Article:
Trillions are needed to fund national climate action strategies, which is why business, finance and government leaders will focus on ways in which to unlock it at the Innovate4Climate event. Formerly known-as Carbon Expo, Fira Barcelona and the World Bank will host Innovate4Climate in Barcelona, Spain from May 22 – 25. Created in partnership with Climate Action and the International Emissions Trading Association, the conference’s themes include carbon markets, scaling up Nationally Determined Contributions and shaping future climate policy among several other topics. Interested in attending? Friends of Ecosystem Marketplace receive a 10% discount on registration!
Director of Forest Carbon Modeling, Bluesource
Based in San Francisco, the Director of Forest Carbon Modeling will play a lead role in the Bluesource forestry team’s carbon modeling efforts and support business development in the forest carbon space. Day-to-day responsibilities will cover a broad spectrum of activities ranging from optimizing project baselines to leading a field verification. Responsibilities include statistical analyses and database management of forest inventories as well as identify new business opportunities in the ecosystem services space. Successful candidates will have a unique mix of technical and practical skills and feel at home both in the office and in the woods. S/he will need advanced knowledge of forest carbon policy, carbon protocols and carbon accounting standards, and an advanced degree in forestry or related field.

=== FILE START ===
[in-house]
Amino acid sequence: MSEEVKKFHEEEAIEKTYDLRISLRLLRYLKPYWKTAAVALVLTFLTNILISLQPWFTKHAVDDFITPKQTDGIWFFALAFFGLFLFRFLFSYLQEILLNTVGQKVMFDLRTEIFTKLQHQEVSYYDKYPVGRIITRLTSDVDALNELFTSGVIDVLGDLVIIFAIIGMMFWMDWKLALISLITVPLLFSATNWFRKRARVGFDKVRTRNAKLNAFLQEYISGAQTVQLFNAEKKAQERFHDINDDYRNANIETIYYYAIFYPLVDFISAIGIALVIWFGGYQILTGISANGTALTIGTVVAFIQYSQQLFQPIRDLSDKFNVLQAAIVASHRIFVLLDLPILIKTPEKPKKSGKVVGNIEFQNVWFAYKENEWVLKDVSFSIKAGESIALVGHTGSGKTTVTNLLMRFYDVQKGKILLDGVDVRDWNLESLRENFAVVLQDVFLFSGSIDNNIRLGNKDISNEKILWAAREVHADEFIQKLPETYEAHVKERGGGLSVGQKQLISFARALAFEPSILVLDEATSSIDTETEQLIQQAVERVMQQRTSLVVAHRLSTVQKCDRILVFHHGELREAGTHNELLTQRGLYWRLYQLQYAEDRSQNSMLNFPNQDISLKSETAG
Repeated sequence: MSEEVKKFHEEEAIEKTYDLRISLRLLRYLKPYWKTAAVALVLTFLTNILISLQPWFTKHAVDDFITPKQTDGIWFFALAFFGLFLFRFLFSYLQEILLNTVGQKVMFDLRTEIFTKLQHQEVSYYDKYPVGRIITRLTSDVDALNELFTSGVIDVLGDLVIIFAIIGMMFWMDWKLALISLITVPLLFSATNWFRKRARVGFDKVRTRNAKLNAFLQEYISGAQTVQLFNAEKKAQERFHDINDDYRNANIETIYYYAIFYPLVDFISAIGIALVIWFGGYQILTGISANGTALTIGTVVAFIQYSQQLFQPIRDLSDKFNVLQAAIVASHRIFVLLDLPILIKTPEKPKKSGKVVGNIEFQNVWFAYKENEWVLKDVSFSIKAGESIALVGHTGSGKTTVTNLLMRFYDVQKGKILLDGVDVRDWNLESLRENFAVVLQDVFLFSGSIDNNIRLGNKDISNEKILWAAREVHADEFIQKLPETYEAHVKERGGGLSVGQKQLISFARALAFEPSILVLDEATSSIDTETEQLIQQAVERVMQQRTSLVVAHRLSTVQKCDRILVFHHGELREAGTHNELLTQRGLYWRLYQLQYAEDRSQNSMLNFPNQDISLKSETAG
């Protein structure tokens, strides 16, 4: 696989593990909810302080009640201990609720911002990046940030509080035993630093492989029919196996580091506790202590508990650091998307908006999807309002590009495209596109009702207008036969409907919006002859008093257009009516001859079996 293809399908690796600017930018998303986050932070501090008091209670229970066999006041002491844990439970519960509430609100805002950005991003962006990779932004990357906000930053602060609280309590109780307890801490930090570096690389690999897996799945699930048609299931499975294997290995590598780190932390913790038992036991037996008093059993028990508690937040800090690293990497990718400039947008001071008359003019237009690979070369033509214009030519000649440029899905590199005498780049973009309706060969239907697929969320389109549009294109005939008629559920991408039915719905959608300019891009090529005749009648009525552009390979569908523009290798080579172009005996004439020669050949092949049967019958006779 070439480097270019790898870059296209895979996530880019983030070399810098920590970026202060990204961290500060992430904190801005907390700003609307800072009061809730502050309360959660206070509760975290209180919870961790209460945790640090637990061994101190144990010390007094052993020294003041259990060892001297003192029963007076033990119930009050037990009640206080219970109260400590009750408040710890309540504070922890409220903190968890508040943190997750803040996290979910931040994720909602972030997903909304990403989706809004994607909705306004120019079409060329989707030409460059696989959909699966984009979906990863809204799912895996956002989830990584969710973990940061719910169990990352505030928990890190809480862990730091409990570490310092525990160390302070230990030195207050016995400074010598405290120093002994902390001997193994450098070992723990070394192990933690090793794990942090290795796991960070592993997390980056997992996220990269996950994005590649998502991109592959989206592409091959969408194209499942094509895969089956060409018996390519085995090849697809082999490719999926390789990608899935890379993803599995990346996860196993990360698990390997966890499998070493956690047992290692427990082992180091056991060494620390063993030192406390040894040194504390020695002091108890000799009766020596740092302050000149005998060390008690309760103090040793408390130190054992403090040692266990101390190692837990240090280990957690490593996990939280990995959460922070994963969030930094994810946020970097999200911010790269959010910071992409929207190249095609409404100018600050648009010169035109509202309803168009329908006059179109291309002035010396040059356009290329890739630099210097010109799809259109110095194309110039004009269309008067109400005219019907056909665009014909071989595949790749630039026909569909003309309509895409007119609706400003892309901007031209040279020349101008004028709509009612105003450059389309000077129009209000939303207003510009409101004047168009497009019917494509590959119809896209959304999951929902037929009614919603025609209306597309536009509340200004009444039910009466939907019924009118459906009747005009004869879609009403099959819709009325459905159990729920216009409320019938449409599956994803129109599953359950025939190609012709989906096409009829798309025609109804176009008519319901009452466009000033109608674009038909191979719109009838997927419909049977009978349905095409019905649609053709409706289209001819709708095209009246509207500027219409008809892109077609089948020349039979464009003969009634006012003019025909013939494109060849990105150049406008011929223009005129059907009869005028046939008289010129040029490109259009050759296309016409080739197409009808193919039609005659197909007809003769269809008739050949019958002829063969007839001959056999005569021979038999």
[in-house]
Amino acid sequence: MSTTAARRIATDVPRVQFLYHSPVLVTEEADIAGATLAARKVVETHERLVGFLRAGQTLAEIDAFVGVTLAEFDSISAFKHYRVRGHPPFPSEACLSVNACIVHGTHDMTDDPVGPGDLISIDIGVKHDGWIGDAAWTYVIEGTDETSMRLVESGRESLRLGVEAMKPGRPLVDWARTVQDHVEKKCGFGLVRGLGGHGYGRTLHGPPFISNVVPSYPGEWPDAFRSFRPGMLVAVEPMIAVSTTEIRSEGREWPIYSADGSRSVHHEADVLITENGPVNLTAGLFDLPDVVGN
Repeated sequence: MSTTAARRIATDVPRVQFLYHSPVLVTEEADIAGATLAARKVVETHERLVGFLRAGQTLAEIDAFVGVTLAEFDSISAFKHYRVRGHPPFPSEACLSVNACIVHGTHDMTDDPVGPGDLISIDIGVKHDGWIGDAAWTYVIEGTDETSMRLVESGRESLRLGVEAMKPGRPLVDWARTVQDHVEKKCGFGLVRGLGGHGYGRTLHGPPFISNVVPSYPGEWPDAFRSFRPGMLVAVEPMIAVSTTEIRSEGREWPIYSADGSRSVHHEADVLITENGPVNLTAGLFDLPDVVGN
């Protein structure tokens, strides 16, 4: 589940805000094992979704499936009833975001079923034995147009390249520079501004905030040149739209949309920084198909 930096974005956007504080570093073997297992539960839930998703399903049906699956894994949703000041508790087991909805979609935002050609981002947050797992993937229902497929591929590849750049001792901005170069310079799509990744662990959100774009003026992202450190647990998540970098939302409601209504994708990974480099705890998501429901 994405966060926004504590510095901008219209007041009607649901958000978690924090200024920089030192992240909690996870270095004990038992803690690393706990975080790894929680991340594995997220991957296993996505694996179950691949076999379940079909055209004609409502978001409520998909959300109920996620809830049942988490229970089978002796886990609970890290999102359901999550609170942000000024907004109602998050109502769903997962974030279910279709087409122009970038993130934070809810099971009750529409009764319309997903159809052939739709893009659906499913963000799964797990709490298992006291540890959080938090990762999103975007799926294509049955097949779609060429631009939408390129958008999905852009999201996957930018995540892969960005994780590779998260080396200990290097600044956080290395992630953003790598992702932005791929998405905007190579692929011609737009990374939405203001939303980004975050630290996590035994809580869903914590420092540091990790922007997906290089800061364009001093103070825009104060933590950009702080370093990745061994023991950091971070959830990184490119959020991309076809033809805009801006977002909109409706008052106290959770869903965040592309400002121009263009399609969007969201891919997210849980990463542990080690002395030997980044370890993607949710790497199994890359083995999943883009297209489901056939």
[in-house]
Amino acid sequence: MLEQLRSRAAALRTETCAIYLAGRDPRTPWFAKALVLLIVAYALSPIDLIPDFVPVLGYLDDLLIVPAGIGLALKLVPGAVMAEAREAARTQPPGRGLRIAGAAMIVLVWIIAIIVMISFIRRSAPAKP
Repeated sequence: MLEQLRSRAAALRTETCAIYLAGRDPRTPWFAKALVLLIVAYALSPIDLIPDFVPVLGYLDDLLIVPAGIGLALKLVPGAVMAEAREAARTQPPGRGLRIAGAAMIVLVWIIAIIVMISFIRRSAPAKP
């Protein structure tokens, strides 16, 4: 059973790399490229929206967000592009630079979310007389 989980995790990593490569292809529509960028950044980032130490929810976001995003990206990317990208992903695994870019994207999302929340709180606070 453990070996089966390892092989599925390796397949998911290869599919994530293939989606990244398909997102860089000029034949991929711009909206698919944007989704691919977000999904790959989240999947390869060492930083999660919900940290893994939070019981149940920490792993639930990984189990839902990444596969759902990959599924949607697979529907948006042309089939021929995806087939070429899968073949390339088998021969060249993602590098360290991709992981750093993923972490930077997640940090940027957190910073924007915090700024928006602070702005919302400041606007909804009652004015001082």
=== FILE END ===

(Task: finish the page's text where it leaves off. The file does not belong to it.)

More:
Carbon Projects Officer, CO2balance
Based in Taunton, England, the Carbon Projects Officer will assist CO2balance’s project team to develop, implement and coordinate community-based carbon projects, mainly in Sub-Saharan Africa. The Carbon Projects Officer will assist in the development of project documentation including report writing as well as analyze quantitative and qualitative data from project monitoring studies. Qualified candidates will possess post-graduate education in environmental management, sustainable development or a related field. S/he should also have knowledge of carbon project methodologies including Gold Standard, VCS and CDM.
Sales Manager, Climate Neutral & Green Energy Markets, First Climate
Based in Bad Vilbel, Germany, the Sales Manager for the climate neutral and green energy markets will acquire companies interested in voluntary carbon offsetting and green energy purchases in Europe and beyond. S/he will also support product development for First Climate’s international green energy business and provide intelligence on industry developments. Successful candidates will have a relevant educational background and at least 2-3 years of working experience in sales. Fluent spoken and written German and English is essential as is familiarity engaging with both national and international companies.
Policy Summer Internship, Center for Clean Air Policy
Based in Washington D.C., the Center for Clean Air Policy has an opening for a graduate-level, policy summer internship. S/he will contribute to research activities related to such topics as climate finance, carbon markets and climate change mitigation policies. Responsibilities include research and quantitative analysis on developing country policies as well as offering support on several projects including literature review of international and domestic carbon markets. A successful candidate will be a current graduate in a public policy-related program with coursework or experience from the climate and energy realm. Excellent writing skills required and fluency in Spanish a plus.